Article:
In field trials, the Izula II was easy to draw, use and retire, even with heavy gloves.
Survival experts will always disagree on the definition of a survival knife, but every once in a while a knife comes along that appeals to almost everyone. ESEE Knives’ new Izula II is one of those—a handy, razor-sharp, tough little buddy that can handle most of the chores a genuine survival situation might call upon.
With an overall length of 6.75 inches, and weighing in at 3.2 ounces (knife only), the Izula II is hardly a Rambo knife, but neither is a cat’s claw. What this knife lacks in size, it makes up for in pure utility. Its 2.88-inch-long, 1-inch-wide drop-point blade is the type preferred by hunting guides in the Rockies. The spine is a beefy 0.156 inches thick, with half-inch “Thumb Gripper” grooves cut just ahead of the handle. Ground from 1095 high-carbon steel, the Izula II will rust, so the flat-ground blade and tang are black powder-coated with a textured finish. On the left side is a rendition of the knife’s namesake, the Izula fire ant, and under it, a serial number that makes the knife indisputably yours.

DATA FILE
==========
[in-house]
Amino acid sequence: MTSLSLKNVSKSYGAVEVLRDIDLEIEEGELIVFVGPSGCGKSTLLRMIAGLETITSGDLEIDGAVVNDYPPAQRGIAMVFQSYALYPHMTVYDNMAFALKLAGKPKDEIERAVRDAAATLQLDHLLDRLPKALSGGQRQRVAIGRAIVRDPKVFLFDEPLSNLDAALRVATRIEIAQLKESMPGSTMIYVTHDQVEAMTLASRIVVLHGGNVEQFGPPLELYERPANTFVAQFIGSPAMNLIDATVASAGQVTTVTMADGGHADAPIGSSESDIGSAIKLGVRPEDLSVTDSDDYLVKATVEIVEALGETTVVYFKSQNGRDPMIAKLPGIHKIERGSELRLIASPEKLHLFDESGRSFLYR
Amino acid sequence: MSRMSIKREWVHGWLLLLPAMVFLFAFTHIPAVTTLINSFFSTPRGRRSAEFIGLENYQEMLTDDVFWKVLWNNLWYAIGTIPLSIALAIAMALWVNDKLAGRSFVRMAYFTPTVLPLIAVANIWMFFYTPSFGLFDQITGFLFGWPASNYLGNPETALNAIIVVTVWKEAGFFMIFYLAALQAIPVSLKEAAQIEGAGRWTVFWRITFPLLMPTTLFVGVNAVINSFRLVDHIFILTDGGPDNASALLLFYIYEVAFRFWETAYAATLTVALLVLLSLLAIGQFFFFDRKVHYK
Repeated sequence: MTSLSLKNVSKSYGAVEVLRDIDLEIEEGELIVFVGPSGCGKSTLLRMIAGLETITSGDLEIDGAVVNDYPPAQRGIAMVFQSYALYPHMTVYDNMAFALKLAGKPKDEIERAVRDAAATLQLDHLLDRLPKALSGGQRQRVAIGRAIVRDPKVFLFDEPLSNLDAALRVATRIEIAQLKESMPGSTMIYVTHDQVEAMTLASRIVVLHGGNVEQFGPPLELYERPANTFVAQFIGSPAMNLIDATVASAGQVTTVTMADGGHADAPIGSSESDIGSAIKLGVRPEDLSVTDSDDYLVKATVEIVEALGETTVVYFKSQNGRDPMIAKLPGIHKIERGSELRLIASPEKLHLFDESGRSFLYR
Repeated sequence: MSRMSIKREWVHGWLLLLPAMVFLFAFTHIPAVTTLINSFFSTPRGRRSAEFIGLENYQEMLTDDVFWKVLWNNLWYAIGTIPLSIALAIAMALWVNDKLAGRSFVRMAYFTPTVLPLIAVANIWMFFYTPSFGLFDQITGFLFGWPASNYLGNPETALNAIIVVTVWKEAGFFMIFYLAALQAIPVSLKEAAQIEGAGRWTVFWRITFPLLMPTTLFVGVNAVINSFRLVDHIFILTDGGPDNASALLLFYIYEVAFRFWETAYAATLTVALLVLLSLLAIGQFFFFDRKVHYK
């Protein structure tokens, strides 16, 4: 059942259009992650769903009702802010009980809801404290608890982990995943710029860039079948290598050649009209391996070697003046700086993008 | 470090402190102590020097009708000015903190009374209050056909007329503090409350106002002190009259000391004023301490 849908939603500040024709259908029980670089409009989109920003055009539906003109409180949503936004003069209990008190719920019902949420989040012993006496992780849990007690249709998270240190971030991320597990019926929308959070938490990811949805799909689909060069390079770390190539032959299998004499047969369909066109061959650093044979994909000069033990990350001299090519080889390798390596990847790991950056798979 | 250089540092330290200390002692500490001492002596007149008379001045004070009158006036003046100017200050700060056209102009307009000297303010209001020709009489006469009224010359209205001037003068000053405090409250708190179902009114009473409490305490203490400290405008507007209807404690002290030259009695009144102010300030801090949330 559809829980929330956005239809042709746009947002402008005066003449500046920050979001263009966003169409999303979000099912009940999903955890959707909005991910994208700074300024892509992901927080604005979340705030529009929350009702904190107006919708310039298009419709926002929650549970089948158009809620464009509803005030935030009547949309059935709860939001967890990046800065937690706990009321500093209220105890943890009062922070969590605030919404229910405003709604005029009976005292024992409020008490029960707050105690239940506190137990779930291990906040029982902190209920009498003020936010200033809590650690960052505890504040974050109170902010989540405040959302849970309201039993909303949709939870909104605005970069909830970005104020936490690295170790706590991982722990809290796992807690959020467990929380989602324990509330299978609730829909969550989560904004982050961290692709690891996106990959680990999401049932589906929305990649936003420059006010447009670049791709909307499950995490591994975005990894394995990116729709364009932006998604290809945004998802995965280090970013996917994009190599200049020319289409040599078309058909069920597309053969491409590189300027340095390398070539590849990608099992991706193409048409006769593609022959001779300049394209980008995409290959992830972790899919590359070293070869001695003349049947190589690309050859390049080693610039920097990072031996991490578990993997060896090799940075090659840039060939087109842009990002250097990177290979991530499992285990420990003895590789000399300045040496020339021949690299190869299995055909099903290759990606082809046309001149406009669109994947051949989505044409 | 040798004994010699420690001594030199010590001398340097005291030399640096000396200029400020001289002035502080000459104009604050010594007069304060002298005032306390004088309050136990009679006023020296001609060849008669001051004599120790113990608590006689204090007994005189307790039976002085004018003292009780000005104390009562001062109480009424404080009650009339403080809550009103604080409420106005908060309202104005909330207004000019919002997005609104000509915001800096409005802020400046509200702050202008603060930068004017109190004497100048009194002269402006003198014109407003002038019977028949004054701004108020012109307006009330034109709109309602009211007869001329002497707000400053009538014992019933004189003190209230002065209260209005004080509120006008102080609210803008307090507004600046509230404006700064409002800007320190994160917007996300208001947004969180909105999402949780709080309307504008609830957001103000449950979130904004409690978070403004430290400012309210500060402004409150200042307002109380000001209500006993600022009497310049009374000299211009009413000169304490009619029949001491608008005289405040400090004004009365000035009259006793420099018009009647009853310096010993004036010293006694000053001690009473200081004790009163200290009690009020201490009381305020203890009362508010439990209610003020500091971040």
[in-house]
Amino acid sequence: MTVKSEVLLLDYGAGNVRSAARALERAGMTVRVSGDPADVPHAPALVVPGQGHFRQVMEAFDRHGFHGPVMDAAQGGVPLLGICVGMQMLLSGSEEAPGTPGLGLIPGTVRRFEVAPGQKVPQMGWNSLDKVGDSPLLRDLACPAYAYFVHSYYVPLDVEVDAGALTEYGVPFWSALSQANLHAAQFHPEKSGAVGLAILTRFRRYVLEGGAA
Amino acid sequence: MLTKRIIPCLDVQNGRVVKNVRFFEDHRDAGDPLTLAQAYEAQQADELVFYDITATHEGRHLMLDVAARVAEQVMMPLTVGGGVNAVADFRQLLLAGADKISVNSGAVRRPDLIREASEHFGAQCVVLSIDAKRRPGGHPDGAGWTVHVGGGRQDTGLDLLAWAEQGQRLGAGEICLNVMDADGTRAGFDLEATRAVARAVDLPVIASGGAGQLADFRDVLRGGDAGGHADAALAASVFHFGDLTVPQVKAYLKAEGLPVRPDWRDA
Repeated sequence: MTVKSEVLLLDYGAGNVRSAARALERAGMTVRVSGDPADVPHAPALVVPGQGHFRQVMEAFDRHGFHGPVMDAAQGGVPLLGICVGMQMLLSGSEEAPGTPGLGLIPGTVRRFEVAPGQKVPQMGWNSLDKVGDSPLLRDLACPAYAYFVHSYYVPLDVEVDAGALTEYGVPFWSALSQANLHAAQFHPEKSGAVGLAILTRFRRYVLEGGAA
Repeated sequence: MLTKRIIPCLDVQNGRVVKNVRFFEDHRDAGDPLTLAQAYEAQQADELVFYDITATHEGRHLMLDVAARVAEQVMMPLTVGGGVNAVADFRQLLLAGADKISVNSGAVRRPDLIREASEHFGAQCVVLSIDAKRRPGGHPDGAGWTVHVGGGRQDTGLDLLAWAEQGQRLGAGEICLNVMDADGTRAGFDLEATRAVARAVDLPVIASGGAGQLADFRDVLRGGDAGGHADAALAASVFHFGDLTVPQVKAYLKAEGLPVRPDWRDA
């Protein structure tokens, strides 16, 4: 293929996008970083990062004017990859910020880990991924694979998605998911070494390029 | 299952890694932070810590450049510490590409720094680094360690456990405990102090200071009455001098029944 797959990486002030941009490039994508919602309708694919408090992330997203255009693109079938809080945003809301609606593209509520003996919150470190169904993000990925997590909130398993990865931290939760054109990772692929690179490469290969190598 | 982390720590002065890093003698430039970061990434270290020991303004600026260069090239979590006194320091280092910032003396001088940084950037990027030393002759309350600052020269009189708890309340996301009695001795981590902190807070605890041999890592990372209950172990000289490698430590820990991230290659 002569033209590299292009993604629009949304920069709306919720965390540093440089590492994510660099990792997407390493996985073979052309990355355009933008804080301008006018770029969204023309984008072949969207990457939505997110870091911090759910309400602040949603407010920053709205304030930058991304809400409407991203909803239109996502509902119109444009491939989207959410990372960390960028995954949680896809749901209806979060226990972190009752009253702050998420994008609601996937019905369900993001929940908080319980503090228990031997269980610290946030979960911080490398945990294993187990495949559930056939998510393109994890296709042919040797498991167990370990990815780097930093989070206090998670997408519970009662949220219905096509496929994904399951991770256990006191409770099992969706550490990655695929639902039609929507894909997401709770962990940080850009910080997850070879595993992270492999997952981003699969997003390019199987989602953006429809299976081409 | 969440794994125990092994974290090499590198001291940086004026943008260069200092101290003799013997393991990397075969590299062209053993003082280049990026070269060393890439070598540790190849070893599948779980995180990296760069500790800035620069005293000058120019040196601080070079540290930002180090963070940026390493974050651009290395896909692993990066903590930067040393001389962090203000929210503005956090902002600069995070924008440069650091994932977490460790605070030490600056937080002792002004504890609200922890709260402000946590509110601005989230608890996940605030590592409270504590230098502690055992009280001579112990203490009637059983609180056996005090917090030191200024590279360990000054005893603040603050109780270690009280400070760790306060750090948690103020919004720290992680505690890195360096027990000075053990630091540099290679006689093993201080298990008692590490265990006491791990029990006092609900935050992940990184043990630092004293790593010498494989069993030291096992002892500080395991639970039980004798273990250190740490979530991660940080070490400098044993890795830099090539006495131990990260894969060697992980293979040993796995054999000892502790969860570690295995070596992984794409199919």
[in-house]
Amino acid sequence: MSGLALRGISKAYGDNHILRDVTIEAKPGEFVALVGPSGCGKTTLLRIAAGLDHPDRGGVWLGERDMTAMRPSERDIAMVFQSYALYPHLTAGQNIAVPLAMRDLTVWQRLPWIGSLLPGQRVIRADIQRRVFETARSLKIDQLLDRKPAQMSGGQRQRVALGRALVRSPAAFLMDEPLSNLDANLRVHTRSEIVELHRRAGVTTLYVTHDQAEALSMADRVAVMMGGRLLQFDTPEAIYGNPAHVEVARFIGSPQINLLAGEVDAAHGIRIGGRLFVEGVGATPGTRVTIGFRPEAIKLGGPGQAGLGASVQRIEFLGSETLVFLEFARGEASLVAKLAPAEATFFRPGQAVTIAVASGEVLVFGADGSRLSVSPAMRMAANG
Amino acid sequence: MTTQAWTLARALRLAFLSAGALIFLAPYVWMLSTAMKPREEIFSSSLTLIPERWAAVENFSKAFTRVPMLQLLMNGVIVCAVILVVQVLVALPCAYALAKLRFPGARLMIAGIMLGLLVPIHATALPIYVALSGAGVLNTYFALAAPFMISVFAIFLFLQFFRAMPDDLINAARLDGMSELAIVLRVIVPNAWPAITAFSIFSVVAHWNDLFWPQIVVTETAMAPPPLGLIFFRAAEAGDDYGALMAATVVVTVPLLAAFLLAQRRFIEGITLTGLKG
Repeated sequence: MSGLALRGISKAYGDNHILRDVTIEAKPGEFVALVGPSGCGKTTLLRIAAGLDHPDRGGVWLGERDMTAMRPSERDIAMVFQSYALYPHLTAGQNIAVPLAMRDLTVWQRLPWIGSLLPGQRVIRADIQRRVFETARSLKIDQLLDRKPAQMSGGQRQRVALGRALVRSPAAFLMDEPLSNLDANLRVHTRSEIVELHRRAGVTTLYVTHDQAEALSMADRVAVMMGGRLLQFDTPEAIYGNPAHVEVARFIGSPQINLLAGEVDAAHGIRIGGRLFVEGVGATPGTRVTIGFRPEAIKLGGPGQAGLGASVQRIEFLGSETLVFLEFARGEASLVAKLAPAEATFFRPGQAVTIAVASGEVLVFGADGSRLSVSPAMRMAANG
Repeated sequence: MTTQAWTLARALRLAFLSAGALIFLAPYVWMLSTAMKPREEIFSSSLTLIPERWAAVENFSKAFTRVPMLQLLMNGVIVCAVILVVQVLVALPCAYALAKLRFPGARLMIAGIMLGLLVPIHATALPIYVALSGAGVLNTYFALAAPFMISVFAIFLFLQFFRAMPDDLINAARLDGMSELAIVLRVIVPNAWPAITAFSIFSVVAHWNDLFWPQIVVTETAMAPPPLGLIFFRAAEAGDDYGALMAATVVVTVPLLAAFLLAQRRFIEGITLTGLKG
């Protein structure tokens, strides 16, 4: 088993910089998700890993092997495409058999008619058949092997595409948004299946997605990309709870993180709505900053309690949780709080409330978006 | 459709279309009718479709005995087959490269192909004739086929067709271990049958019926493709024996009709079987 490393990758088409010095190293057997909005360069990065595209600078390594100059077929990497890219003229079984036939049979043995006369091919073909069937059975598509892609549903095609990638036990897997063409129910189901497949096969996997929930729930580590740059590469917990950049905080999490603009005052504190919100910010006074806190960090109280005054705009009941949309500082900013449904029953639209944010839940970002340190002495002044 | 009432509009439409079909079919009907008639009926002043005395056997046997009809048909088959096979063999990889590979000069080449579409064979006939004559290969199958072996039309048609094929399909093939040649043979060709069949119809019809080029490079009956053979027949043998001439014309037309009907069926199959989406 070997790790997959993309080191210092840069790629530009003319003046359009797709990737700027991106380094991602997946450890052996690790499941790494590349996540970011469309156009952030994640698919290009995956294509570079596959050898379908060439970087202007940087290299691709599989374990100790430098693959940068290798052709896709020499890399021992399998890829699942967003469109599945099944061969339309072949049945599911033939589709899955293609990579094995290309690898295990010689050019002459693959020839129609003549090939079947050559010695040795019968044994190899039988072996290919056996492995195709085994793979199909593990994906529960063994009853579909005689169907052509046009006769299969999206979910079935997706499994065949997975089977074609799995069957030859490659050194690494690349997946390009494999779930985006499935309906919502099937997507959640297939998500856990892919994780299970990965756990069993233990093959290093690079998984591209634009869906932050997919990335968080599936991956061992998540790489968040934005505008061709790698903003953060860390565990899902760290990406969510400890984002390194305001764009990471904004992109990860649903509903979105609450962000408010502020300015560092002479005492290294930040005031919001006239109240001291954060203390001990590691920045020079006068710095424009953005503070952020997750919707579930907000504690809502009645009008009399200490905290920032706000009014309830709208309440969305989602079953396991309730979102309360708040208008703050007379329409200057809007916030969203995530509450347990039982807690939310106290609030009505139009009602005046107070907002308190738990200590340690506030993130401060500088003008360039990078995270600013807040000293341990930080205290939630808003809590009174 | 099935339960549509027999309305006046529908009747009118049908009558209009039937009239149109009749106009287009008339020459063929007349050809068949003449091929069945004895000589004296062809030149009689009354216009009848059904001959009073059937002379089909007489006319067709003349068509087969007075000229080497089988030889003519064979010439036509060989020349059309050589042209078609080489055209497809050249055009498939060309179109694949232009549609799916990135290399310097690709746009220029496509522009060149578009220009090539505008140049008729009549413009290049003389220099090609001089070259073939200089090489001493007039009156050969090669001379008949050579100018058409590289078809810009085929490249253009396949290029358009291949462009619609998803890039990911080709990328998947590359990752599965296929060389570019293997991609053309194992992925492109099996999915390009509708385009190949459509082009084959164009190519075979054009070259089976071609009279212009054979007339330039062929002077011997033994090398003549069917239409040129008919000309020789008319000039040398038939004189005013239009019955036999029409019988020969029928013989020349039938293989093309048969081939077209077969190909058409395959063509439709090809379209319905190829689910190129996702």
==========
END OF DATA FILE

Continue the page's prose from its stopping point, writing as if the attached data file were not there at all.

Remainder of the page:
More Ant Specs
Although its blade alloy might be classic, the Izula II is a beneficiary of state-of-the-art smelting and hardening processes that have kept 1095 at the forefront of preferred blade steels. Hardness is a flat 57 Rockwell, denoting a quality homogenous stock and Rowen Manufacturing’s proprietary heat-treating process. In trials, the surgically-sharp cutting edge held up like 1095 should, and resharpening back to razor keenness was quick and easy.
In field trials, the Izula II was easy to draw, use and retire, even…
by Rob Garrett / Sep 1, 2011